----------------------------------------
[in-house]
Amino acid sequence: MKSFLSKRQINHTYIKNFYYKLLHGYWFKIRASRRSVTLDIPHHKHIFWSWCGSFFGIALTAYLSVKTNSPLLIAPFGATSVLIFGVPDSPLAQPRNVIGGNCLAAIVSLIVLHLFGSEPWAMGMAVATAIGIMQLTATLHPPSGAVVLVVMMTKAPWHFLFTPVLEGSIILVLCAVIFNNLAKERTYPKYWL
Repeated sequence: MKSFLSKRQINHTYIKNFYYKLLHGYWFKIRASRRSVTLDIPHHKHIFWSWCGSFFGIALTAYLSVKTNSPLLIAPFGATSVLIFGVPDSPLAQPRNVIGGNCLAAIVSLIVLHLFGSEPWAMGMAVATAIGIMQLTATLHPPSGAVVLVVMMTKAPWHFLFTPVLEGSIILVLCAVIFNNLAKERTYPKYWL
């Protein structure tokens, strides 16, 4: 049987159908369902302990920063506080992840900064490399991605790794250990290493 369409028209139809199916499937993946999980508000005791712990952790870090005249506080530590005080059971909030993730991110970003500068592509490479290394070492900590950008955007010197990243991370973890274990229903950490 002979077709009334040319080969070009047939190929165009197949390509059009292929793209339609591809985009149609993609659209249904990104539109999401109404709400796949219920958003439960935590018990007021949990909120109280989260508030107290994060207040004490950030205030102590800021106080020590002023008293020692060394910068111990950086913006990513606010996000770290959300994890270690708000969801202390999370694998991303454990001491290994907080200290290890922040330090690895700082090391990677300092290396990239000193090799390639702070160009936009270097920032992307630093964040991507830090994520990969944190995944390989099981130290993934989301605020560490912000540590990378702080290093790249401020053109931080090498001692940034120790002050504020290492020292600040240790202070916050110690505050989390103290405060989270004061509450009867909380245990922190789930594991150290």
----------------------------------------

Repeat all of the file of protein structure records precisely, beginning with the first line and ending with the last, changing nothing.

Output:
[in-house]
Amino acid sequence: MKSFLSKRQINHTYIKNFYYKLLHGYWFKIRASRRSVTLDIPHHKHIFWSWCGSFFGIALTAYLSVKTNSPLLIAPFGATSVLIFGVPDSPLAQPRNVIGGNCLAAIVSLIVLHLFGSEPWAMGMAVATAIGIMQLTATLHPPSGAVVLVVMMTKAPWHFLFTPVLEGSIILVLCAVIFNNLAKERTYPKYWL
Repeated sequence: MKSFLSKRQINHTYIKNFYYKLLHGYWFKIRASRRSVTLDIPHHKHIFWSWCGSFFGIALTAYLSVKTNSPLLIAPFGATSVLIFGVPDSPLAQPRNVIGGNCLAAIVSLIVLHLFGSEPWAMGMAVATAIGIMQLTATLHPPSGAVVLVVMMTKAPWHFLFTPVLEGSIILVLCAVIFNNLAKERTYPKYWL
């Protein structure tokens, strides 16, 4: 049987159908369902302990920063506080992840900064490399991605790794250990290493 369409028209139809199916499937993946999980508000005791712990952790870090005249506080530590005080059971909030993730991110970003500068592509490479290394070492900590950008955007010197990243991370973890274990229903950490 002979077709009334040319080969070009047939190929165009197949390509059009292929793209339609591809985009149609993609659209249904990104539109999401109404709400796949219920958003439960935590018990007021949990909120109280989260508030107290994060207040004490950030205030102590800021106080020590002023008293020692060394910068111990950086913006990513606010996000770290959300994890270690708000969801202390999370694998991303454990001491290994907080200290290890922040330090690895700082090391990677300092290396990239000193090799390639702070160009936009270097920032992307630093964040991507830090994520990969944190995944390989099981130290993934989301605020560490912000540590990378702080290093790249401020053109931080090498001692940034120790002050504020290492020292600040240790202070916050110690505050989390103290405060989270004061509450009867909380245990922190789930594991150290």